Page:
The Disney flop from its struggle era remains a compelling curiosity 40 years later.
In the wake of the death of its founder and namesake, the Walt Disney Company found itself in a bit of a tailspin in the late 60s and 70s. They were unwilling to stray too far away from being purveyors of family entertainment but failed to recognize shifting audience tastes. For about a decade after Disney’s passing, the studio’s cinematic output consisted of regular reissues of their animated classics and decidedly juvenile live-action offerings. New animated films were few and far between due to spiraling costs. Their live-action films were lousy with place-kicking mules, hirsute district attorneys, and the further adventures of Herbie the Love Bug. Herbie proved their last significant box-office hit when it (he?) debuted in 1969.
Toward the end of the Seventies, the studio’s box-office share had become barely a blip in the eyes of Hollywood. Finally, the people in charge realized something had to change. They began augmenting slates of old warhorses and forgettable junk like The Apple Dumpling Gang Rides Again with more ambitious projects. For instance, in 1979, they released The Black Hole. It was an attempt to cash in on the sci-fi bandwagon inspired by Star Wars, a film that mixed old-fashioned storytelling and cutting-edge technology, just like Uncle Walk used to. An adaptation of S.E. Hinton’s serious-minded YA novel Tex and the wildly ambitious video game-inspired Tron soon followed.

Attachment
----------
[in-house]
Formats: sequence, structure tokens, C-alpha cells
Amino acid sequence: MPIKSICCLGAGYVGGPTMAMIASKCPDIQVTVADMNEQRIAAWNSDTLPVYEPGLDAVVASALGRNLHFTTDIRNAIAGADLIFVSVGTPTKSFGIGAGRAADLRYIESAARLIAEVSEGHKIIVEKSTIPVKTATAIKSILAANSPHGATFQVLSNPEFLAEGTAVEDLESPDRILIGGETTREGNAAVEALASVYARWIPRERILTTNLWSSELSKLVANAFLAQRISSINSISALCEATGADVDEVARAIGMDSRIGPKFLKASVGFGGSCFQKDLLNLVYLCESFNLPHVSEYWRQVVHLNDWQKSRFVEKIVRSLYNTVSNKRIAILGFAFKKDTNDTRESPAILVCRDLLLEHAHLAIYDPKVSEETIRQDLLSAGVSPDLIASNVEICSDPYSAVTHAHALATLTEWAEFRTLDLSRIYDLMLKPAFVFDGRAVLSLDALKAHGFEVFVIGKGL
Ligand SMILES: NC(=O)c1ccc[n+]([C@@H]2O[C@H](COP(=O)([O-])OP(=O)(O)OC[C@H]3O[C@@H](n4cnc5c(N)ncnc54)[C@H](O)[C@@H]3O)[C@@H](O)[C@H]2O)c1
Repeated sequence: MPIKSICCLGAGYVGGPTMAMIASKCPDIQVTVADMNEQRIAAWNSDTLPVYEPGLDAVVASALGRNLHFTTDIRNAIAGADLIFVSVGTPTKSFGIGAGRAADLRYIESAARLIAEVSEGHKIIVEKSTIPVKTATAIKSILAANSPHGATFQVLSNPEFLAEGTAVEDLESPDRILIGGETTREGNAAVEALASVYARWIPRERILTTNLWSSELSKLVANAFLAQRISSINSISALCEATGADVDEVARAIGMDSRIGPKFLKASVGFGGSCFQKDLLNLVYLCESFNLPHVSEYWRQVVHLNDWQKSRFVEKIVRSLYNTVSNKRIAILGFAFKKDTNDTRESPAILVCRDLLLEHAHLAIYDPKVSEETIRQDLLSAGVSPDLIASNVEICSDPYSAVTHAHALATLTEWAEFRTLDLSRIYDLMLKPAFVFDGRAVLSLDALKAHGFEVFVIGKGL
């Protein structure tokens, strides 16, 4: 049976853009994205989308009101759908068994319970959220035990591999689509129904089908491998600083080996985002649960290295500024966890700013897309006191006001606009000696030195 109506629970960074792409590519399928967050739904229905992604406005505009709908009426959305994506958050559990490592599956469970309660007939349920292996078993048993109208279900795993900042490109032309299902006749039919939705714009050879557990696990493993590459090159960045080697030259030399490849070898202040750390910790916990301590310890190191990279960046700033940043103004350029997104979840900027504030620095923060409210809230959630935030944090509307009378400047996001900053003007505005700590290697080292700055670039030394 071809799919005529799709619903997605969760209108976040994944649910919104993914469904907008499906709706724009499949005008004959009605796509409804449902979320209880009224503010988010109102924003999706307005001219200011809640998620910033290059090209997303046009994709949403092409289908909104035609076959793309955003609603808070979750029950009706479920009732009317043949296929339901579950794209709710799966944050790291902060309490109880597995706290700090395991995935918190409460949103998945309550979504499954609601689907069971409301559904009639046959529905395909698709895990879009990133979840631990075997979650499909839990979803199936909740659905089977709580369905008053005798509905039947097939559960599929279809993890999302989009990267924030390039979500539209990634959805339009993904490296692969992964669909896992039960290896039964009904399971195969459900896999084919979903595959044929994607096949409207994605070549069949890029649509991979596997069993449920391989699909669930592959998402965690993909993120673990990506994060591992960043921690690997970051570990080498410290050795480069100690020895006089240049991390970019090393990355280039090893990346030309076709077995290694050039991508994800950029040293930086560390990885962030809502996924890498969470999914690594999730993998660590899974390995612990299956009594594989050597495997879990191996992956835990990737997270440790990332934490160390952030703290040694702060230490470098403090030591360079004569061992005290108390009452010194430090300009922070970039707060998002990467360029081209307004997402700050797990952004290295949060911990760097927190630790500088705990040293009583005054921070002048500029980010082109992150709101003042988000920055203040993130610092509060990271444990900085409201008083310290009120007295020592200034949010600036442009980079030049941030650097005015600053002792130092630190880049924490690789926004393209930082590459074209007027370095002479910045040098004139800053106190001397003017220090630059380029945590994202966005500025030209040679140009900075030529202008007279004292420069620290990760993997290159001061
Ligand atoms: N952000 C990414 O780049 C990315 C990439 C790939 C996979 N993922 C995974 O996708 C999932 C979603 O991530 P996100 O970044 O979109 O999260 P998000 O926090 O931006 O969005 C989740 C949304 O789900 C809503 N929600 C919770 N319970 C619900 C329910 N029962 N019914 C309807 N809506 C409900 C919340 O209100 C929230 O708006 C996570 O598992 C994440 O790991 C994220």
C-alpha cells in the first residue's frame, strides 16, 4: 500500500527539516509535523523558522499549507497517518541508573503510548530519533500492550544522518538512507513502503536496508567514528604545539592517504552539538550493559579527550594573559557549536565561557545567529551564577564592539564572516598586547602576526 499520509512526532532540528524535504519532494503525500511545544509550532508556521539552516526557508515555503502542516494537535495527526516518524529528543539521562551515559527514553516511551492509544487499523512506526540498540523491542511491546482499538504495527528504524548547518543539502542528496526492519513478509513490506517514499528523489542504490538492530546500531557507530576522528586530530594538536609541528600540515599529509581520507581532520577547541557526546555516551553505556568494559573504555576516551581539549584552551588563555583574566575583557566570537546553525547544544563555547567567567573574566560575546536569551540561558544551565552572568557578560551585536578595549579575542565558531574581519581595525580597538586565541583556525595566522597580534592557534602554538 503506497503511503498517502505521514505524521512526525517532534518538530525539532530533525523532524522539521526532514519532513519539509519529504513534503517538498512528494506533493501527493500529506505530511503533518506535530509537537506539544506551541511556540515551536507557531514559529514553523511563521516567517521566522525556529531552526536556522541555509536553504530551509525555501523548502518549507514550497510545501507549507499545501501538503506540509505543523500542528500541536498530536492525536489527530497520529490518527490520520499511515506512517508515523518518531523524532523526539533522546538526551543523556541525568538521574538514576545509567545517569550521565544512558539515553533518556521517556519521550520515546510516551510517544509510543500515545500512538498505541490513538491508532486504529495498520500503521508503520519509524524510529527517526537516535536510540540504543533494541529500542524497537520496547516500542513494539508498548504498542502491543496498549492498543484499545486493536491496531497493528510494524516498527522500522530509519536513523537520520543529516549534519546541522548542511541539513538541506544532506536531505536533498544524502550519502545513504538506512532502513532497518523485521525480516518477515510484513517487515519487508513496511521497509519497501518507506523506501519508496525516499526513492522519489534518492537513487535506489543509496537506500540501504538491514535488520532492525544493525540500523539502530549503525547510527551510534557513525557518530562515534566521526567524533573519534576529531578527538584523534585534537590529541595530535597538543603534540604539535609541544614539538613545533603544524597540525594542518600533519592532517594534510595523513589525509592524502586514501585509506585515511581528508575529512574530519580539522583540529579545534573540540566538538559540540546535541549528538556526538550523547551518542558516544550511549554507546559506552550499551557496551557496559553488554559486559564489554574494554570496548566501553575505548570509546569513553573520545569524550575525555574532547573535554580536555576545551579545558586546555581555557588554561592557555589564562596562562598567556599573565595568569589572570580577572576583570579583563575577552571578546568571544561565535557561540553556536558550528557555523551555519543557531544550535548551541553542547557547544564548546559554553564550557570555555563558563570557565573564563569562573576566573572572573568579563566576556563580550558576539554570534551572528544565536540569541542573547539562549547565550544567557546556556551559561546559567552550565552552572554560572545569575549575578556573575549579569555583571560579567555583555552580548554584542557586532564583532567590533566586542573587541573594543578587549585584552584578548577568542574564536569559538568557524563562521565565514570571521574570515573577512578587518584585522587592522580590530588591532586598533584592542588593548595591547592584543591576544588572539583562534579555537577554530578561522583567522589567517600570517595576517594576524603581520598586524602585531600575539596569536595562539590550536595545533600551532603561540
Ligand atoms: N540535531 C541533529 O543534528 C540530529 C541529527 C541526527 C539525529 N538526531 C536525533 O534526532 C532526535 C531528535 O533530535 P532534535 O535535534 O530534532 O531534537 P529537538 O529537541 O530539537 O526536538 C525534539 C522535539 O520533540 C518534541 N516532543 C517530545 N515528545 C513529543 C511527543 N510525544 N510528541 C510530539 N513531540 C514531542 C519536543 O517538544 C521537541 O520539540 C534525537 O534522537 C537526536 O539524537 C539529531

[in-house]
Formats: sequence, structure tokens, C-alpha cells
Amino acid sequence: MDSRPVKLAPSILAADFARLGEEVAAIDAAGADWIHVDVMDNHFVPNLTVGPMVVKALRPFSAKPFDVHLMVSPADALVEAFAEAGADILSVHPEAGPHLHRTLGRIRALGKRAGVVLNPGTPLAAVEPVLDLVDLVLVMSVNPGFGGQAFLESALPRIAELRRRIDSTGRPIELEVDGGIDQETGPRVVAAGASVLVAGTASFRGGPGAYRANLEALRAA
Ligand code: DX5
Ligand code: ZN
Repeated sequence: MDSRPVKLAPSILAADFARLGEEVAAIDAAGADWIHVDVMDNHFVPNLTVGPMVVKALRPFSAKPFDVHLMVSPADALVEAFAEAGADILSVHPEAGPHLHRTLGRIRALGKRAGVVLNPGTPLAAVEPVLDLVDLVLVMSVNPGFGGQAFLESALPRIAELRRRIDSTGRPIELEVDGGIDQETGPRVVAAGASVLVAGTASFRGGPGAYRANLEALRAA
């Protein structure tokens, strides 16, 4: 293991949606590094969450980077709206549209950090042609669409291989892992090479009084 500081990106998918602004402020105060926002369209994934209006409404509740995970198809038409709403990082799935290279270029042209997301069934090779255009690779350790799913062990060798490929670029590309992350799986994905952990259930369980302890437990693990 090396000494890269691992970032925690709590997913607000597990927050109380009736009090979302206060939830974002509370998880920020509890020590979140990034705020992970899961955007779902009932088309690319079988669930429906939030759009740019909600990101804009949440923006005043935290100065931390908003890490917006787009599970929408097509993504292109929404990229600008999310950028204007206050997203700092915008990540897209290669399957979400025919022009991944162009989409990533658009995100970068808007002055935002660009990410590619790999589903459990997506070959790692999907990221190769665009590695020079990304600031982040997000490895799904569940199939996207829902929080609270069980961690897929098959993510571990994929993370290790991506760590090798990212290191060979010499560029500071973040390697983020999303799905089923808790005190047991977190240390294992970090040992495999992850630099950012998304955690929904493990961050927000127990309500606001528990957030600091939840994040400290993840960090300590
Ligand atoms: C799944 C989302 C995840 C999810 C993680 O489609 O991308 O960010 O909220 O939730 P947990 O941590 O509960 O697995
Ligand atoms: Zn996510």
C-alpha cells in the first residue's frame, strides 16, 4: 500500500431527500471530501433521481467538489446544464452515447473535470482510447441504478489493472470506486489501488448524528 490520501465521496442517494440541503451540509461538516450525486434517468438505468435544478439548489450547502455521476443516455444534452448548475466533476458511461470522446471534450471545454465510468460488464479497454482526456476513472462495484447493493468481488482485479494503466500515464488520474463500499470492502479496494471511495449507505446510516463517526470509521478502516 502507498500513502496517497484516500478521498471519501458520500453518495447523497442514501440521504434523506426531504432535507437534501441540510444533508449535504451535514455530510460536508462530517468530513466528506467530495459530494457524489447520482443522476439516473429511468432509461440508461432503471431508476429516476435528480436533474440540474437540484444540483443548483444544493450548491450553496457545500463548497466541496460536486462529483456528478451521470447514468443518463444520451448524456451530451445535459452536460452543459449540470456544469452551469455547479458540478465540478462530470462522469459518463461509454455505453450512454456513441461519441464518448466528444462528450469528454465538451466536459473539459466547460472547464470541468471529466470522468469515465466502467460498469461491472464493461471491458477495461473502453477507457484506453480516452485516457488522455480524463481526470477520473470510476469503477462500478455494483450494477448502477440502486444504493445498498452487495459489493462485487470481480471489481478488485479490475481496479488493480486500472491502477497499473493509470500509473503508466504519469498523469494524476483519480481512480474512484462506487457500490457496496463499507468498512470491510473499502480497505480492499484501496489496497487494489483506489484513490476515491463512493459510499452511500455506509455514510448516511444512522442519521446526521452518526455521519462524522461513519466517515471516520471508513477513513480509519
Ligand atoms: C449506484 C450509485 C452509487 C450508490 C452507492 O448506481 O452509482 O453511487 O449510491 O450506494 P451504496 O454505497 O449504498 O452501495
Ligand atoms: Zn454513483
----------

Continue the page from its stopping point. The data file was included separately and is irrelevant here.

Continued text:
One of the oddest films from this period was Something Wicked This Way Comes, an expensive 1983 adaptation of the 1962 novel by Ray Bradbury. After suffering through a troubled production, it proved a major box-office failure. Parents feared it would be too scary for little kids, while older viewers scoffed at the notion of a Disney horror film. To discern the studio’s affection for the feature, try searching for it on Disney+. Yet, despite the hiccups and poor reputation, Something Wicked This Way Comes remains a surprisingly potent work of dark fantasy. Moreover, even now, it features some of the creepiest moments in the whole of the Disney canon.